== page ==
Expats and tax: How the 91 day rule does not give complete protection


A number of recent incidents, none more so than the case of Robert Gaines-Cooper, have again highlighted the difficulties that can arise when people seek to establish themselves as non UK residents. So as an expat who lives abroad how can you avoid an unwelcome, and surprising, tax bill from HMRC?

One of the main bonuses of living abroad, and keeping your money abroad, is the fact that you can benefit from a more relaxed tax regime than in the UK. However now, more than ever before, it seems that simply living and working abroad is not enough for the taxman to class you as exempt from UK taxes, you must show a significant severing of UK ties.

The case of Mr Gaines-Cooper is a stark eye-opener.

Having been resident of the Seychelles since 1976, the very wealthy Gaines-Cooper saw no reason to be charged UK tax, and upon receiving a hefty and backdated tax bill from HMRC he took his case to the Court of Appeal.

His main argument was the 91 day rule. Expats have long been under the impression that spending 90 days or less in the UK is enough to show that you are no longer tied to the country. However, while this is an important factor in a quest to become a non-resident, on its own it is not always enough to convince the taxman.

Despite Gaines-Cooper citing the HMRC IR20 leaflet, a leaflet that proclaims non-residents to be people who have spent less than 91 days in the UK, as evidence for his case, the Court of Appeal still rejected his case. Their reasoning was that, regardless of time spent in the country, people must show they have made a “distinct break” for them to prove they are non-resident worthy. With a distinct break not evident Mr Gaines-Cooper was handed a huge bill of £30 million, backdated from 1993.

This is worrying news for British expatriates around the world. Firstly, it is vitally important to understand that the 91 day rule has never been the be all and end all of residency status. Unless expats are aware of what is required, there could be an expensive letter entering their letterboxes, and with HMRC at their most aggressive due to the huge national debt, that danger is more prevalent now than in previous years.

To obtain full clarity on your unique situation you should sit down with an IFA who can look at your situation and evaluate any tax risks that may affect you.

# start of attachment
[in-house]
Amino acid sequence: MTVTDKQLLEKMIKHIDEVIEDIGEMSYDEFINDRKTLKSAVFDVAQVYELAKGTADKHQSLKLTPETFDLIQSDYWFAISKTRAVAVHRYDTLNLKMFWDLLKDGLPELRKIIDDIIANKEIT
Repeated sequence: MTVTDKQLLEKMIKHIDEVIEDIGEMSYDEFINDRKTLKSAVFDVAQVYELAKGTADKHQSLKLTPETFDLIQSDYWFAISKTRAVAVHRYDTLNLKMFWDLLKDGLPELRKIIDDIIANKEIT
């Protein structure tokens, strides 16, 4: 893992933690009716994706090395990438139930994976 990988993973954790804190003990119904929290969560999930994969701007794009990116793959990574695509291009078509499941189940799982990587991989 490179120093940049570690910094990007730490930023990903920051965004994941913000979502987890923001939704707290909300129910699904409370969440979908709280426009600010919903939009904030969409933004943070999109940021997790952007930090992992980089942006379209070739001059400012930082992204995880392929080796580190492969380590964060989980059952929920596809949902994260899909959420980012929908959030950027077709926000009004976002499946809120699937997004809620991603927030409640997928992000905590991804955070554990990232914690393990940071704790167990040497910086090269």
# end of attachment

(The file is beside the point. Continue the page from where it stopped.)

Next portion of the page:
You should also learn from the mistakes that were made by Mr Gaines-Cooper.

Even though the 91 day rule is indeed mentioned in IR20, one’s family and social ties are often a stronger indication of whether or not there has been a distinct break from the UK. Despite Gaines-Cooper’s Seychelles residency, it transpired that his wife and child lived in a home in the UK that he owned, his son went to school in the UK, his will was written in the UK and he even had a UK mobile phone.

So in the courts eyes, these points were more than enough to prove that Gaines-Cooper was sufficiently tied to the UK, and with many expats most likely in similar positions, now is the time to evaluate your situation carefully.

Going back to the 91 day rule, whilst it is not necessarily a prime factor in establishing your non-residency, if you do spend more than 91 days in the UK you will definitely be seen as a UK resident. The IR20 manual has now been replaced by HMRC6, and this booklet highlights the need to sever links to the UK, simply living abroad is not enough.

As mentioned HMRC are currently in their most aggressive mindset ever, last year a special taskforce was created, the high-net worth unit, to investigate wealthy expats who they think may be liable for UK tax. An HMRC statement read: “We are looking at residency and domicile more carefully. HMRC is committed to ensuring that all those who are resident in the UK pay the tax that is due, and this judgment will aid that effort.”

If you think that you may be liable under this information you have a few options. Changing one’s life significantly is a solution but clearly not always viable, if you have family in the UK then forcing them to relocate could be very difficult and stressful.

However, what you can do is an adequate amount of planning, planning that will cover your back and help minimise the impact of an HMRC assault. Speak to an IFA and go over your circumstances in great detail, together you will be able to find the best ways of decreasing your exposure to UK tax.

Planning is key here, even if you are certain that you’re non-resident, HMRC may see things very differently.

Contact an IFA today and work out a plan to help minimise the taxman’s grip.